Mando Alvarado on Indie Theater Now
Mando Alvarado was raised in Pharr, Texas, a small town located on the Texas/Mexico Border. His first foray into the world of theater was in the 7th grade. He was failing Drama and needed to pass the class in order to play Jr. High Football. Everyone in Texas knows that Football is way more important than Drama but that argument didn’t hold water and his Drama teacher coerced him into the school One-Act Play, You Can’t Take It with You. He was horrible but that’s all it took. From then on, Drama was more important than Football.
Two things happened that kept him on the path of low paying theater jobs and restaurant employment. First, his fiancé broke off their engagement, throwing him into a world of disarray, pondering life’s big questions every 22 year-old asks when he’s confronted with the fact that true love is for suckers. And second, while skimming the pages of the local San Antonio City Paper, he found an acting class in the classified ads next to the section advertising any kind of escort you could imagine. Luckily for him, he chose the acting class. The teacher was previously an acting professor at Carnegie Melon and her words of advice were, “If you want to do this professionally, you need to get trained.” So, with his hair slicked back and his J.C. Penney tie, he auditioned for the University of North Carolina School of the Arts. And he got in.
Soon, he realized that the acting was not as fulfilling as being the one who created the story. So, he dove into playwriting. After graduating college, he was part of a fellowship at the Kennedy Center in Washington D.C. where he developed and wrote his first solo show, We’re Mericans. Soon after, the big move to New York happened. While pounding the pavement, he wrote his first full length play, Throat, which was presented Off-Off Broadway at the 45th St Theater and then went on a three city tour finishing up back in New York City at INTAR. He also had the opportunity to study under Eduardo Machado (Hung), a disciple of Maria Irene Fornes, at INTAR’s Hispanic Playwright in Residence Laboratory.
During his residency, he wrote two plays, Basilica and Post No Bills. After grinding it out for a couple of years, his playwriting career started taking off. Post No Bills was produced Off-Broadway at Rattlestick Playwright’s Theater. Last summer his play Sangre, an adaptation of Blood Wedding, premiered in Central Park’s SummerStage. He also wrote the book for the Yellow Brick Road, a bilingual musical adaptation of the Wizard of Oz for Theaterworks USA which received is critically acclaimed Off-Broadway premiere at the Lortel Theater. His play (O)n THE 5:31 was commissioned and presented by Rising Phoenix Rep's Cino Nights and his play, Rear Exit, was presented as a part of The Atlantic Theater’s Latino Theater Festival.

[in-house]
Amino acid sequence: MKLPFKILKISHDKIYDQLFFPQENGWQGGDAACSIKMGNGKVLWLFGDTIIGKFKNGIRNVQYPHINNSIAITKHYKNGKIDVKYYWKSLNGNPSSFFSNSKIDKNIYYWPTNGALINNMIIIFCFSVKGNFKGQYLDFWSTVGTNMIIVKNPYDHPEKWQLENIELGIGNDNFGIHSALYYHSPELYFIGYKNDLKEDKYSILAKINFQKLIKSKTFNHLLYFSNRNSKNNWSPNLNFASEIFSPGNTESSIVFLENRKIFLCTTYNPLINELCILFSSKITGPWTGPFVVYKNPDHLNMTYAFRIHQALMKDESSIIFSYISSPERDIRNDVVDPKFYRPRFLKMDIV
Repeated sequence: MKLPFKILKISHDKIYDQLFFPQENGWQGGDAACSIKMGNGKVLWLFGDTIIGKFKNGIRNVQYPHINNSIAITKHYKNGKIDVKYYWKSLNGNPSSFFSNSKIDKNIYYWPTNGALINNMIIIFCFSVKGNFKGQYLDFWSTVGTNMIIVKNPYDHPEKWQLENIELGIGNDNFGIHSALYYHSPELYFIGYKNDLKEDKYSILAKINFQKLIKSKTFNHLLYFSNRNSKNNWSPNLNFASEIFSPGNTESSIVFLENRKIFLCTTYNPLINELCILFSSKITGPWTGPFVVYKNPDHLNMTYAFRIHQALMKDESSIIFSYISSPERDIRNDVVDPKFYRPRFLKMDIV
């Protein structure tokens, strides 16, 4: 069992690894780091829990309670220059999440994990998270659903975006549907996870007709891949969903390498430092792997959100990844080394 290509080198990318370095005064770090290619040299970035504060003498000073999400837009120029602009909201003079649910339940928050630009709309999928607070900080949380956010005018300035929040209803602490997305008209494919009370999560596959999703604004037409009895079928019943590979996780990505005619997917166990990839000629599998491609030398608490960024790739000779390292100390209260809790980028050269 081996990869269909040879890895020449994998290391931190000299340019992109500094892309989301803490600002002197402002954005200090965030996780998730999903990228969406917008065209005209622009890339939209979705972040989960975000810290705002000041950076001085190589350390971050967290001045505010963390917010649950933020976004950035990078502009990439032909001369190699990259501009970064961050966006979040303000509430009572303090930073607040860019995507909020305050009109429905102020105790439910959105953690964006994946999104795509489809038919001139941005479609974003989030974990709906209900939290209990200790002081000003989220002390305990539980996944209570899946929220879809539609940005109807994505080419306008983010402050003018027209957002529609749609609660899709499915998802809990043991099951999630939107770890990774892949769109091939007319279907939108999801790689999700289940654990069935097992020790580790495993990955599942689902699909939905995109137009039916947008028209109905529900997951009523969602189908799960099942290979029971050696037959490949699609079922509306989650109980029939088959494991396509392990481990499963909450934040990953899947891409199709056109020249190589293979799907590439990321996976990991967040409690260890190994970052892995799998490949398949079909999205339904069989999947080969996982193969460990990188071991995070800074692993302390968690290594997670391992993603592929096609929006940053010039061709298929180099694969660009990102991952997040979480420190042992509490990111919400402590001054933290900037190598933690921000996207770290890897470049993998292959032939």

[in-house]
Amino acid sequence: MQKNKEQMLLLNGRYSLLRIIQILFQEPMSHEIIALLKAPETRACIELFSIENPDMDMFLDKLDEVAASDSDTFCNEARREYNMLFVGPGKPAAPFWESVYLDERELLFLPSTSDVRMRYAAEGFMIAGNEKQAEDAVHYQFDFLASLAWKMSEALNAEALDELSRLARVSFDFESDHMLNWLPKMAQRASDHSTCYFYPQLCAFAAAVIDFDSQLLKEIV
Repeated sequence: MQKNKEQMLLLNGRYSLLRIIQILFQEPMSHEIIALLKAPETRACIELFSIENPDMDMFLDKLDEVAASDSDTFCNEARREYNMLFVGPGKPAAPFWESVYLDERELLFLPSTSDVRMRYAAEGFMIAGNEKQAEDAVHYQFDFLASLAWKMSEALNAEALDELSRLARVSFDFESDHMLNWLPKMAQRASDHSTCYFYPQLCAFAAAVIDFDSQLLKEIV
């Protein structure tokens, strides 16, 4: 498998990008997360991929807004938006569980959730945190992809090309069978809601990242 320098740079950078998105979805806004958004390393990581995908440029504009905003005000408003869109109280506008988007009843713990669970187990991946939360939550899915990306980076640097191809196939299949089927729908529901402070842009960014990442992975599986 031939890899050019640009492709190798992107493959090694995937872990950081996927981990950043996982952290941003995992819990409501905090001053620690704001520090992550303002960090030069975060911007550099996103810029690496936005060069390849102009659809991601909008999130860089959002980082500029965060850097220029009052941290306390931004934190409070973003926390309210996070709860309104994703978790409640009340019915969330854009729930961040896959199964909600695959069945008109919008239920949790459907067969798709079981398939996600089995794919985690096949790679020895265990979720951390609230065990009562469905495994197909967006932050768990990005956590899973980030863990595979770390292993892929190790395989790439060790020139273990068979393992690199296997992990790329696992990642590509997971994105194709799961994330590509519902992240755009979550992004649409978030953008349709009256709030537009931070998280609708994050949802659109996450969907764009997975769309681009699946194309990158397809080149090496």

Having experienced some success in theater, he thought it was time to tackle the world of film. So, he co-wrote and co-directed his feature film, CruzandoM, which won praise and accolades and screened at the HBO New York International Latino Film Festival, Newport Beach International Film Festival, the London Latino International Film Festival and Athens Film Festival. After getting a distribution deal for Cruzando by Vanguard Cinema, he was feeling good. And then life happened. He married the production coordinator for the film and soon they were expecting. New York’s a hard place to raise a child so he packed up what he could and moved the family to Los Angeles.
These last few months, he’s had the opportunity to work with Craig Wright (Dirty Sexy Money), co-writing a romantic comedy, After You and assisting him on another feature film, Magic Kingdom for Sale, for Warner Bros. He has also developed three spec pilots, Natalie on the Loose, The Advancers and Boomerang. And his play Basilica will be presented by Rattlestick Playwright's Theater at the Cherry Lane in the spring. Today, he spends his days taking morning walks with his daughter in the Bjorn, writing in the afternoon, and enjoying the cool evenings with his wife, cooking veggie friendly meals, it’s LA after all.
Contact Info: Rochelle at firstname.lastname@example.org
Latest News About Mando Alvarado
Di Jayawickrema reviews Basilica
The hardest part of tragedy is not when it strikes but what comes after. The sheer effort of picking up the pieces and carrying on is the stuff compelling human drama is made of, and Mando...
posted by Indie Theater Now May 25, 2013